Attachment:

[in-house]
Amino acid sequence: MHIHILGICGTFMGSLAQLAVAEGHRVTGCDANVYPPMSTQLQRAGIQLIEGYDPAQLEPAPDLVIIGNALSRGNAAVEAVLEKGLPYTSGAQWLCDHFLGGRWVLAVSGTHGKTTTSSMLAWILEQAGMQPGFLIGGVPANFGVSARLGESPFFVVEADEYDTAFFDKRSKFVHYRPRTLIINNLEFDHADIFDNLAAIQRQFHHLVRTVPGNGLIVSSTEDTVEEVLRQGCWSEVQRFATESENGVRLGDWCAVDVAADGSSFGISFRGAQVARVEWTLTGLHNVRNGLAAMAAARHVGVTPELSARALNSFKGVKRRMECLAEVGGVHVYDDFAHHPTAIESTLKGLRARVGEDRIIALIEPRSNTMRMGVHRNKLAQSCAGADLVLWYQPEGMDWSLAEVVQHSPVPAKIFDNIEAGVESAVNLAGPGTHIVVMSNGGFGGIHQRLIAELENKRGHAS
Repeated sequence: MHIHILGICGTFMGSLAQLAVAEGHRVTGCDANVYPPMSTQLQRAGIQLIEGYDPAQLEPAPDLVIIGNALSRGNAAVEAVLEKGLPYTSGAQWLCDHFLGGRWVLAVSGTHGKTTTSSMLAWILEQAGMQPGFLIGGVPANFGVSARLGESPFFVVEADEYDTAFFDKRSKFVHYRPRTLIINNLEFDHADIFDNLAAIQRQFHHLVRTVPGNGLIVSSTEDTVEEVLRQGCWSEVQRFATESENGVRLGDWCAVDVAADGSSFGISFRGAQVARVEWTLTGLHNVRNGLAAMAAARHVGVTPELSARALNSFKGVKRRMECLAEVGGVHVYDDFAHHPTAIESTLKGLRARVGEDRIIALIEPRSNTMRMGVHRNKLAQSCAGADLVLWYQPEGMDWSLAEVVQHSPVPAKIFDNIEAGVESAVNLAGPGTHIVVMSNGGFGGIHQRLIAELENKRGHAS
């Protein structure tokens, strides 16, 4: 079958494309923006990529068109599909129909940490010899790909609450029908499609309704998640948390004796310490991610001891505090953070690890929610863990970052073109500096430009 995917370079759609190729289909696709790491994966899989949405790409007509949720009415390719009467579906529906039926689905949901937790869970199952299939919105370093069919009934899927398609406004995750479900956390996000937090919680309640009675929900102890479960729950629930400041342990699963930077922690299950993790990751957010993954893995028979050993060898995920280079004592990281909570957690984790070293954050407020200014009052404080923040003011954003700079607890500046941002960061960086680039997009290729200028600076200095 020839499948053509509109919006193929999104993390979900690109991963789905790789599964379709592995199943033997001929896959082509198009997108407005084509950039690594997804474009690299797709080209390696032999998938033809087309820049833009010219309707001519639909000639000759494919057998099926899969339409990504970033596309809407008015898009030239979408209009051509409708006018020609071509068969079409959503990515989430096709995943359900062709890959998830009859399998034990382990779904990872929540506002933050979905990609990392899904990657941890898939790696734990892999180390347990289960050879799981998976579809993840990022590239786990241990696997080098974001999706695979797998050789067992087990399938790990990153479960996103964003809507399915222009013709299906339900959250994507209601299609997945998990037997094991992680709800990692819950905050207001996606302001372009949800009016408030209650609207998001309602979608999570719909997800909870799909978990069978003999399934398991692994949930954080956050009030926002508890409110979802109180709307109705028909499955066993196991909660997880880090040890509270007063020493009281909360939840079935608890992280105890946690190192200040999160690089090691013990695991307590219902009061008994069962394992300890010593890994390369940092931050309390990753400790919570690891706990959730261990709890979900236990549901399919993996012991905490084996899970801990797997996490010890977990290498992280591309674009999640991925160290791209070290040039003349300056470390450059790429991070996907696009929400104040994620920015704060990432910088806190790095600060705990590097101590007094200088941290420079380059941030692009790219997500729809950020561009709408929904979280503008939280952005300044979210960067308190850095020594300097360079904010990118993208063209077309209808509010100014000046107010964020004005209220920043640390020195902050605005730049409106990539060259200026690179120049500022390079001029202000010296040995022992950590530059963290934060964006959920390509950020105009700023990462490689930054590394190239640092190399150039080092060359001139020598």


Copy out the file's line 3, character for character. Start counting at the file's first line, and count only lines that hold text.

Repeated sequence: MHIHILGICGTFMGSLAQLAVAEGHRVTGCDANVYPPMSTQLQRAGIQLIEGYDPAQLEPAPDLVIIGNALSRGNAAVEAVLEKGLPYTSGAQWLCDHFLGGRWVLAVSGTHGKTTTSSMLAWILEQAGMQPGFLIGGVPANFGVSARLGESPFFVVEADEYDTAFFDKRSKFVHYRPRTLIINNLEFDHADIFDNLAAIQRQFHHLVRTVPGNGLIVSSTEDTVEEVLRQGCWSEVQRFATESENGVRLGDWCAVDVAADGSSFGISFRGAQVARVEWTLTGLHNVRNGLAAMAAARHVGVTPELSARALNSFKGVKRRMECLAEVGGVHVYDDFAHHPTAIESTLKGLRARVGEDRIIALIEPRSNTMRMGVHRNKLAQSCAGADLVLWYQPEGMDWSLAEVVQHSPVPAKIFDNIEAGVESAVNLAGPGTHIVVMSNGGFGGIHQRLIAELENKRGHAS